New Reports Heighten Attention to Diversity of Teaching Workforce
A new report from the National Education Association (NEA) is the latest in a recent flood of attention to the lack of diversity among the nation’s teaching workforce.
Earlier this week, NEA released Time for a Change: Diversity in Teaching Revisited, which explores the need to recruit and retain teachers of color and the political context that has diminished interest in and initiatives toward meeting the goal. According to Segun Eubanks, director of NEA’s Teacher Quality Department, “This is not a new concern.” The paper examines the progress—or lack of progress—made to address diversity of the teaching workforce and uses the findings as a basis for recommending change.
In a call to action at the report’s release, NEA Secretary-Treasurer Becky Pringle noted, “It’s not just about what this report has to say; it’s about what we are going to do with these findings.” Among the recommendations in the report is that federal, state, and local legislation and policy guidelines must be more explicit about the desire for teachers from underrepresented groups in developing recruitment and other programs. “We must name the type of diversity we seek,” said report coauthor Mary Dilworth. “Too many policies are silent on race, ethnicity, and culture.” Dilworth also emphasized that “diversity includes everyone and omits no one.”
In related news, the Center for American Progress (CAP) last week released two papers examining the issue of teacher diversity. The first brief, Teacher Diversity Revisited: A New State-by-State Analysis, reports that the gap between proportions of teachers and students of color continues to grow. The report revisits the findings of a 2011 issue brief by CAP examining teacher diversity, which found that students of color made up more than 40% of the school-age population, while teachers of color were only 17% of the teaching force. Since then, the nation has grown more diverse, and states have not made much progress in increasing the diversity of their teaching ranks.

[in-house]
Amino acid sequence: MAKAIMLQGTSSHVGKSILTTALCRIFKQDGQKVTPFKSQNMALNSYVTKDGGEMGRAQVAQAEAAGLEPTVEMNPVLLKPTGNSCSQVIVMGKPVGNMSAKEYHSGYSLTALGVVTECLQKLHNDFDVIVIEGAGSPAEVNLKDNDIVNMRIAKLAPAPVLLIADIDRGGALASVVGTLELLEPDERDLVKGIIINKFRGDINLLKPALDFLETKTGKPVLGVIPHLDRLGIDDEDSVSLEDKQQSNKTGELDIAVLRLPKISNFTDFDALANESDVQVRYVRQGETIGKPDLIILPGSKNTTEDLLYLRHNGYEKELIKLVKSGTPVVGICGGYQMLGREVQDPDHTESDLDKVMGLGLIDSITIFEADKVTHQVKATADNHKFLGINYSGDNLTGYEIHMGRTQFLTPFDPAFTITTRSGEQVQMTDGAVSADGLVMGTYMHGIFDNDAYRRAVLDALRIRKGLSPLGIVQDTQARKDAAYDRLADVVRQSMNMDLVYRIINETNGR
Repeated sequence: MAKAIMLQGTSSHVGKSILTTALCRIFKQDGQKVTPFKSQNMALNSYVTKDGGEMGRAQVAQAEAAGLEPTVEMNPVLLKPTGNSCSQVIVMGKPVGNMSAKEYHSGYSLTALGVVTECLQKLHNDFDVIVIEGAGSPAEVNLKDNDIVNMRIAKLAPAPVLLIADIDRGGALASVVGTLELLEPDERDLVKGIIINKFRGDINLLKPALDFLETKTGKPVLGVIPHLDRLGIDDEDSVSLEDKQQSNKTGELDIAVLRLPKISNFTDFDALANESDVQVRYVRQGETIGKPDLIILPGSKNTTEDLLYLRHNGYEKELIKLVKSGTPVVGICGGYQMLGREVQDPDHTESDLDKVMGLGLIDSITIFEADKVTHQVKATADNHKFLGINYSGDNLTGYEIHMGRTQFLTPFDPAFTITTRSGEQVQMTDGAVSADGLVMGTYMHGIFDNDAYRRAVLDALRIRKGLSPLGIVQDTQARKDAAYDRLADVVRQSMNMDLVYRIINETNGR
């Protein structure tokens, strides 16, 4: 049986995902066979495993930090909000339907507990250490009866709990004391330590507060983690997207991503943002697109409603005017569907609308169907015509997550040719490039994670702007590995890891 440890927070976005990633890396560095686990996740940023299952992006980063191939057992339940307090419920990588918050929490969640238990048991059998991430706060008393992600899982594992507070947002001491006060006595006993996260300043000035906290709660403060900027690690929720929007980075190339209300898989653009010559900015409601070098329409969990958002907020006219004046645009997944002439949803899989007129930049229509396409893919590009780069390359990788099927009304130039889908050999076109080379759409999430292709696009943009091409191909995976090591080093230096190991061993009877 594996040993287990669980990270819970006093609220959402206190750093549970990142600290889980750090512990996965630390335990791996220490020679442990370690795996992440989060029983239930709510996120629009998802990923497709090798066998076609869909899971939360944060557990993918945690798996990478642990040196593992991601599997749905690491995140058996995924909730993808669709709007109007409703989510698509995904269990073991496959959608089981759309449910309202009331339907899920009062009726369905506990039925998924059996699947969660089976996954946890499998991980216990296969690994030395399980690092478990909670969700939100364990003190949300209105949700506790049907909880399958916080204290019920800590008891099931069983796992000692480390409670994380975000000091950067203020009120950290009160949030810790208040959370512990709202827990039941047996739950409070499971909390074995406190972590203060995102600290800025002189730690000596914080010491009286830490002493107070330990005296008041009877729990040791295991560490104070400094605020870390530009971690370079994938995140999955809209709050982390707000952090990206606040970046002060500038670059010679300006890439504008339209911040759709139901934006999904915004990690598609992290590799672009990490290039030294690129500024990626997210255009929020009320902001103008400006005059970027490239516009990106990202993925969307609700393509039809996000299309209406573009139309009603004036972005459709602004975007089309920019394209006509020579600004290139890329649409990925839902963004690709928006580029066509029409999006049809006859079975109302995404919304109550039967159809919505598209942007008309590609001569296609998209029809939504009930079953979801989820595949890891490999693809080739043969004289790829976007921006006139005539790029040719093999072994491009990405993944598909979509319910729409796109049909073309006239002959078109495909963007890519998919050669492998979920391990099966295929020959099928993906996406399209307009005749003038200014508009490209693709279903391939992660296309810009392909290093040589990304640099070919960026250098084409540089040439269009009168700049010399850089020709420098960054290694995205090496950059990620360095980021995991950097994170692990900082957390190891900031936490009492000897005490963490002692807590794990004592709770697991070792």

The second new CAP paper, America’s Leaky Pipeline for Teachers of Color: Getting More Teachers of Color Into the Classroom, describes the shortcomings of today’s education system and the effect they have on the underachievement of many of today’s students of color—thus shrinking the future supply of teachers of color. The report also offers policy recommendations for diversifying the educator workforce.
Amidst these and other similar efforts in the field, AACTE has just launched its first Networked Improvement Community (NIC), which aims to contribute to increasing the diversity of the teaching workforce by focusing on the recruitment portion of the pipeline. The 10 institutional members of this NIC will be working closely over the next 2 years and employing improvement science research to increase their recruitment of Black and Hispanic males into teacher preparation programs. Click here for more information about the NIC and AACTE’s Innovation Exchange, of which it is a part.